Future Hope is a local charity that helps men reintegrate back into society after being incarcerated and this week they're focusing on what restorative justice means to them.
"Restorative Justice Week has been celebrated across Canada since 1996," says Pauline Hince, Capacity Building Manager at Future Hope. "The thing about restorative justice is that there's no universal definition. It really is defined differently by different people depending on where you're at."
Quixote House is a community living space in Winnipeg where men have their own room but live together while doing chores and taking care of the house. Their second home, Massie House, is more affordable for independent living.
"Restorative justice is an alternative way of addressing wrongdoing. So wrongdoing is seen through this lens of restorative justice as being a damaged relationship. A wound really in the community. It's kind of like a tear in the web of relationships."
Hince shares the rise of crime, addiction, and poverty has been top of mind for many Winnipeggers recently, including herself. She says that rather than feeling hopeless about the situation, restorative justice plays a part in helping these issues.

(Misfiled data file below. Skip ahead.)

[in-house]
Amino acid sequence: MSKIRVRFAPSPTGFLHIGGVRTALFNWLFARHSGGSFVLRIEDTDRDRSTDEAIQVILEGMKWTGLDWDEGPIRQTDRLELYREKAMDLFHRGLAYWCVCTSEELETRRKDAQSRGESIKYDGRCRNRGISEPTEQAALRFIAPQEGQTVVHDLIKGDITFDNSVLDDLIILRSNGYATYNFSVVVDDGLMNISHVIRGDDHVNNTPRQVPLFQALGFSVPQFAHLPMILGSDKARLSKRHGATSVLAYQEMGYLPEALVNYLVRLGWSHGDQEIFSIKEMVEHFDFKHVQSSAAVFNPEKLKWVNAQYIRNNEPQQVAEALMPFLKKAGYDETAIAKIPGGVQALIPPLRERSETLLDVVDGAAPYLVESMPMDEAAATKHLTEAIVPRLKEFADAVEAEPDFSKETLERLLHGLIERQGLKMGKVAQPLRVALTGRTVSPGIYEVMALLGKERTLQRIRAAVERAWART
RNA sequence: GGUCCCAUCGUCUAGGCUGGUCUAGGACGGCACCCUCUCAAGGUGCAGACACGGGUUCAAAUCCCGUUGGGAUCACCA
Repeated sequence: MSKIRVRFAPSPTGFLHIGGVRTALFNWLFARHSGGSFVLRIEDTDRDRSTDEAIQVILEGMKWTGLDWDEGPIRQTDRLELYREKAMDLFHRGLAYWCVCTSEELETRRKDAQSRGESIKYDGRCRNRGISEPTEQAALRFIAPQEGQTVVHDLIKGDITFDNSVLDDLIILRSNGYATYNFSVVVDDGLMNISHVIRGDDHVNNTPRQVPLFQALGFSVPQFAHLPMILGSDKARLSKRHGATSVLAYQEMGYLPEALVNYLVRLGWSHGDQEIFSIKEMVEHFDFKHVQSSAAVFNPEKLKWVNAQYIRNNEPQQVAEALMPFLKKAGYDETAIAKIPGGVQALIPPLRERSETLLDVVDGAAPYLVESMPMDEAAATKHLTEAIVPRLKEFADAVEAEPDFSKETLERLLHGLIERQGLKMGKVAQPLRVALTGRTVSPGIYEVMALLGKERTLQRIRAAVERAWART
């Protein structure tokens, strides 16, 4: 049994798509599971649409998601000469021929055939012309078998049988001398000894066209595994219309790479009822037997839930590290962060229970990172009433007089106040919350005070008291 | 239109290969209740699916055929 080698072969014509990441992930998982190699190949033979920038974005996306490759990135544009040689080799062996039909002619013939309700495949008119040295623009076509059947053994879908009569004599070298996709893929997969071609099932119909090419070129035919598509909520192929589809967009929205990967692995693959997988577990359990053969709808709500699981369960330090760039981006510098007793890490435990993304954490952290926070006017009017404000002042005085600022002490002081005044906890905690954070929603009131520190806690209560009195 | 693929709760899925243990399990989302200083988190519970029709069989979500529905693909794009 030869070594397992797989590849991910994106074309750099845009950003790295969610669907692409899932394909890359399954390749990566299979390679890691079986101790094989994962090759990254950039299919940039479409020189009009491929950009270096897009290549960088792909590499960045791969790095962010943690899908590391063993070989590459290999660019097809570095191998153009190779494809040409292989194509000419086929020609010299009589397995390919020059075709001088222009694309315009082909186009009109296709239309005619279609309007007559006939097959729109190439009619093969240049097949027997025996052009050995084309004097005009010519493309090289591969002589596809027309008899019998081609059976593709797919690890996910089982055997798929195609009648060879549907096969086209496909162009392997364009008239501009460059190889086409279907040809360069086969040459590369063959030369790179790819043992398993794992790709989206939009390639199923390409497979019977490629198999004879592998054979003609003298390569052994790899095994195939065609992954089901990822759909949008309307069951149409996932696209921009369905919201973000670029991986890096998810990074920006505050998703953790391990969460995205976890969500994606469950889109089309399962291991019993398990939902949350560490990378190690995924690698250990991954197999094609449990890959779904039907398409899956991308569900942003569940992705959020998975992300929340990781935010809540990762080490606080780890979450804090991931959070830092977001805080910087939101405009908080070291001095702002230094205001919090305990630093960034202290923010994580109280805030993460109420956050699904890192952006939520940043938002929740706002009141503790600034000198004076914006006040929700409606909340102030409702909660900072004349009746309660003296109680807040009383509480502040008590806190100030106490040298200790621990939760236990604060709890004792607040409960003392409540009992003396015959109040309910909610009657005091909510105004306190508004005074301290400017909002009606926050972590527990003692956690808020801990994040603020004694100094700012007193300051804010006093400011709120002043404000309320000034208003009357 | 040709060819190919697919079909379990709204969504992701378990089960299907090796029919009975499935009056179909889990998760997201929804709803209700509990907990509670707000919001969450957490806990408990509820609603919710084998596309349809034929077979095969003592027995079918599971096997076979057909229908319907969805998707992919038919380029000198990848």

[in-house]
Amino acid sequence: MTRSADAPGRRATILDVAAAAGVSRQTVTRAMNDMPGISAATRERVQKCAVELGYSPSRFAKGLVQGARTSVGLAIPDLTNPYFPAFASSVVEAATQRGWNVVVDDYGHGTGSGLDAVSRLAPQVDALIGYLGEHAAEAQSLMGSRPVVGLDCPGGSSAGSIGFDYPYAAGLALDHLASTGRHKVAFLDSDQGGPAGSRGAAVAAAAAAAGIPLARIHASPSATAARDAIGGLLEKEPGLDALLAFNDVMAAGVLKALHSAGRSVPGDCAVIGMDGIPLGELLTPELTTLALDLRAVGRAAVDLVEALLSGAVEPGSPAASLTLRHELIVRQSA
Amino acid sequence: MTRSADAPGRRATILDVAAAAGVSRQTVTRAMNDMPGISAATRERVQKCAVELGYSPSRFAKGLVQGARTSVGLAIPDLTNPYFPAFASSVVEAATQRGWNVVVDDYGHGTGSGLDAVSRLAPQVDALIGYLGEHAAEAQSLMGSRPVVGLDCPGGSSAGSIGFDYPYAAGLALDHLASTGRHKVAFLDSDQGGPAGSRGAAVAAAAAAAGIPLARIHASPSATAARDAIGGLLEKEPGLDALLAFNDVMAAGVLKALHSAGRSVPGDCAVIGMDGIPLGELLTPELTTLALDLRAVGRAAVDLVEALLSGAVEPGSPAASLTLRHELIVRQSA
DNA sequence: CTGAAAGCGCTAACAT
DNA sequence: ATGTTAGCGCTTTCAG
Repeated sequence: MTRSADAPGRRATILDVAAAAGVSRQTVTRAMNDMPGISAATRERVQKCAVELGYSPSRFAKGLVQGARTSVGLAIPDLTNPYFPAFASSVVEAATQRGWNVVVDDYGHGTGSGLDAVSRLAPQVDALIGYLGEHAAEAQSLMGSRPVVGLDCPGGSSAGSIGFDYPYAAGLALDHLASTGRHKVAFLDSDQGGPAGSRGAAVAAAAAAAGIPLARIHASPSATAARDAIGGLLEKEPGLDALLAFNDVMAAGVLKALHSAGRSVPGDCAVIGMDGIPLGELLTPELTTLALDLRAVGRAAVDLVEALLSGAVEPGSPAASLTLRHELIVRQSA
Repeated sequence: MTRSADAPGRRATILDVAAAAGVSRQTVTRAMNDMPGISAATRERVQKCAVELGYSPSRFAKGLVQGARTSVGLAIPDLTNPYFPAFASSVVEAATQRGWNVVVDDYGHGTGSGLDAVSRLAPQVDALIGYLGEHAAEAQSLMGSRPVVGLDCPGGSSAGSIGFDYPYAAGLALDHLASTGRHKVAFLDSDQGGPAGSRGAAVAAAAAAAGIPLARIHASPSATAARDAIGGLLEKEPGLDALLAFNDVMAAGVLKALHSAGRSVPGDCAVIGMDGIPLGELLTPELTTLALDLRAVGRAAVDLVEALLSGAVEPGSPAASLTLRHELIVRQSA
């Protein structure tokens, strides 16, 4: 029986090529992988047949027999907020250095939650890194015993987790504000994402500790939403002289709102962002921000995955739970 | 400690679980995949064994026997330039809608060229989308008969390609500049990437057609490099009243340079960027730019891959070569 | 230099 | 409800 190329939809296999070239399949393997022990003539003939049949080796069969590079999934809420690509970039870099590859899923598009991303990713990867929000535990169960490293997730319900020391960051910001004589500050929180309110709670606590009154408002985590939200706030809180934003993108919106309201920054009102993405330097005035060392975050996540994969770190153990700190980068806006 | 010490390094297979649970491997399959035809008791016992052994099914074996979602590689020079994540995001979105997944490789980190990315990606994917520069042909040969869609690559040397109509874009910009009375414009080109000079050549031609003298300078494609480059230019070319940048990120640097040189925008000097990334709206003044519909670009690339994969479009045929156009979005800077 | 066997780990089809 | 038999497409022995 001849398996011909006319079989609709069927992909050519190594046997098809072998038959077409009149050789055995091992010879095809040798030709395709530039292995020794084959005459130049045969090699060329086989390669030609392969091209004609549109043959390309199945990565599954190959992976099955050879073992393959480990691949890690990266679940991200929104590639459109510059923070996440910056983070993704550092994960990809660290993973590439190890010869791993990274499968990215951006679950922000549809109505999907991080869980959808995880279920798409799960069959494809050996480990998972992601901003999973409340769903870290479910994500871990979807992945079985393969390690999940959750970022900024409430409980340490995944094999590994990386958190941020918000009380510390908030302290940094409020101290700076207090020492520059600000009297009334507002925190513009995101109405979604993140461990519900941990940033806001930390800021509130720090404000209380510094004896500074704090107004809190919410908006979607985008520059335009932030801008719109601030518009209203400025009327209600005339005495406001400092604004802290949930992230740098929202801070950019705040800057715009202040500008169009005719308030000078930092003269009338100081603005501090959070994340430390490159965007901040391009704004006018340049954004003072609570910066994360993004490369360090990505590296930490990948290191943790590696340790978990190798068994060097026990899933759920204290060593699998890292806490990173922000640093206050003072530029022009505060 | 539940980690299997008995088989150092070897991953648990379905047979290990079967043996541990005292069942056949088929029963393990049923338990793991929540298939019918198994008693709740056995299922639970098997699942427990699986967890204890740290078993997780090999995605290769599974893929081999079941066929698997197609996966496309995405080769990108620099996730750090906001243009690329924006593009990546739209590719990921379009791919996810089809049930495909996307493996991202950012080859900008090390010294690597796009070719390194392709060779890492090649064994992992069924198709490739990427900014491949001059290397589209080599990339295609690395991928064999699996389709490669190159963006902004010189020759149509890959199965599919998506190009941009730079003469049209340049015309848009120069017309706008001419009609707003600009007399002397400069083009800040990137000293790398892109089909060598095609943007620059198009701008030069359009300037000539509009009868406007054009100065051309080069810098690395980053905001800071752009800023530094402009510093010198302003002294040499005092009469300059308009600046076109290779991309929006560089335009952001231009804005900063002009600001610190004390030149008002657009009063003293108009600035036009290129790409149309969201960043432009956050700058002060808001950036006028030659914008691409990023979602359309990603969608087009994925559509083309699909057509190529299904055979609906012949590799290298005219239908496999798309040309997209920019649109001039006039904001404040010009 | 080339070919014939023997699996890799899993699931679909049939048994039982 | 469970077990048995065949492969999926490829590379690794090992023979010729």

"Working with Future Hope has really opened my eyes and my own family's eyes to the many factors that lead to crime. We know as a society that the core drivers of violence are shame, isolation, and the inability to meet someone's economic needs and exposure to violence. Incarceration itself exposes the offenders to those very drivers. Lots of shame, isolation, and the inability to meet one's economic needs."
The charity believes there is a better way to help those caught in the justice system and hopes to help break the cycle of violence and shame. They believe restorative justice is a movement.
"What we do at future hope is the circle of support and accountability. We provide right from the start, fellows in prison support in preparing for their own release into the community, and then once they're released, we provide them with very practical support and then network."
Part of the work done at Future Hope is to walk a healing journey with the men.
"To restore oneself, it requires you to heal. You have to come to terms with the fact that the guys that we work with, that they're not their crime. They deserve a second chance. So that's why we're called Future Hope, to give them a sense of acceptance, to accompany them, to support them. They need to rebuild their lives so the first real thing is to provide them with a safe environment in which we can start that dialogue."
Other aspects include victim/offender dialogue, circles of support and accountability, and victim outreach truth and reconciliation commissions.
For more information on the work done at Future Hope, check out their website.